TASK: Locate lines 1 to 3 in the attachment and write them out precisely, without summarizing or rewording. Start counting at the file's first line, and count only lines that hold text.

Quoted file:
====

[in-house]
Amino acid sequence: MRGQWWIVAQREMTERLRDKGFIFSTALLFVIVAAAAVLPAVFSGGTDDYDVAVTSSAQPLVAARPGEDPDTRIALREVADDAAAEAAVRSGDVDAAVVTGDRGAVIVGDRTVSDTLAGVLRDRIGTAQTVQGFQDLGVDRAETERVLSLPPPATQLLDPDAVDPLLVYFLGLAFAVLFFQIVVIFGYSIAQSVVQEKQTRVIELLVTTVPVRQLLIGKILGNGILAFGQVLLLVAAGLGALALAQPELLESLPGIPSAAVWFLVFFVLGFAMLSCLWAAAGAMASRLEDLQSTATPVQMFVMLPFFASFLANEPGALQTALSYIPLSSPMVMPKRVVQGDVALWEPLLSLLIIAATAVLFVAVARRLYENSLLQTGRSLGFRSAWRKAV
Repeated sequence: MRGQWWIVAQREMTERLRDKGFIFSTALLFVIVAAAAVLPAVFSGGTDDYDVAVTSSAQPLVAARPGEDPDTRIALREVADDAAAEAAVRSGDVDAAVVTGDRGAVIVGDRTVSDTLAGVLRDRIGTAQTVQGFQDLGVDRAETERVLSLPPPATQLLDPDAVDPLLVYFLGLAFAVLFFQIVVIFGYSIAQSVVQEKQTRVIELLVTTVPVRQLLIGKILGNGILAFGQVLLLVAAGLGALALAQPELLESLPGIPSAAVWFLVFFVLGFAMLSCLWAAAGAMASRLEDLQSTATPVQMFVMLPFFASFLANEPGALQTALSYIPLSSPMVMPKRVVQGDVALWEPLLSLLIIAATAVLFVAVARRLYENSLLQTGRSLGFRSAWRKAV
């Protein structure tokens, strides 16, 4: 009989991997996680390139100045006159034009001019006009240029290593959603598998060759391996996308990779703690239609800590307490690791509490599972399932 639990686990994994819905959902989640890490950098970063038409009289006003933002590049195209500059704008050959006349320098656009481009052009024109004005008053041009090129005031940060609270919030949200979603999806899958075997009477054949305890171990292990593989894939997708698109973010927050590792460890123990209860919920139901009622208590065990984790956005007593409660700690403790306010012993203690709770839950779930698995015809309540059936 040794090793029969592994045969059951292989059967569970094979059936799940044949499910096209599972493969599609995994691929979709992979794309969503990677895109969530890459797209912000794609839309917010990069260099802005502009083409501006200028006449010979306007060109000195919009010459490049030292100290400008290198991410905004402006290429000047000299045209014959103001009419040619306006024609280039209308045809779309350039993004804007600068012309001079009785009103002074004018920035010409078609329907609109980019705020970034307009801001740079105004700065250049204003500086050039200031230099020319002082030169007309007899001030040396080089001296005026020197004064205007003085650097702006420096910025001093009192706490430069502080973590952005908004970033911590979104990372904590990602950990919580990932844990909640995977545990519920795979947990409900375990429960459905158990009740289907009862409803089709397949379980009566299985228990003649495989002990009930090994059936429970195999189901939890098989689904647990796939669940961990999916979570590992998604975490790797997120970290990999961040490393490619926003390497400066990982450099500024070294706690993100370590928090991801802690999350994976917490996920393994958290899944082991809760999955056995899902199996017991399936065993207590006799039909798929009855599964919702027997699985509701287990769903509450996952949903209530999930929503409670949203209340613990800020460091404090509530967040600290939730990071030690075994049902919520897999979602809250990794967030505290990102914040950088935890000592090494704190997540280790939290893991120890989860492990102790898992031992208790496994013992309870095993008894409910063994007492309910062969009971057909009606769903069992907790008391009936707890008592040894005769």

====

[in-house]
Amino acid sequence: MRGQWWIVAQREMTERLRDKGFIFSTALLFVIVAAAAVLPAVFSGGTDDYDVAVTSSAQPLVAARPGEDPDTRIALREVADDAAAEAAVRSGDVDAAVVTGDRGAVIVGDRTVSDTLAGVLRDRIGTAQTVQGFQDLGVDRAETERVLSLPPPATQLLDPDAVDPLLVYFLGLAFAVLFFQIVVIFGYSIAQSVVQEKQTRVIELLVTTVPVRQLLIGKILGNGILAFGQVLLLVAAGLGALALAQPELLESLPGIPSAAVWFLVFFVLGFAMLSCLWAAAGAMASRLEDLQSTATPVQMFVMLPFFASFLANEPGALQTALSYIPLSSPMVMPKRVVQGDVALWEPLLSLLIIAATAVLFVAVARRLYENSLLQTGRSLGFRSAWRKAV
Repeated sequence: MRGQWWIVAQREMTERLRDKGFIFSTALLFVIVAAAAVLPAVFSGGTDDYDVAVTSSAQPLVAARPGEDPDTRIALREVADDAAAEAAVRSGDVDAAVVTGDRGAVIVGDRTVSDTLAGVLRDRIGTAQTVQGFQDLGVDRAETERVLSLPPPATQLLDPDAVDPLLVYFLGLAFAVLFFQIVVIFGYSIAQSVVQEKQTRVIELLVTTVPVRQLLIGKILGNGILAFGQVLLLVAAGLGALALAQPELLESLPGIPSAAVWFLVFFVLGFAMLSCLWAAAGAMASRLEDLQSTATPVQMFVMLPFFASFLANEPGALQTALSYIPLSSPMVMPKRVVQGDVALWEPLLSLLIIAATAVLFVAVARRLYENSLLQTGRSLGFRSAWRKAV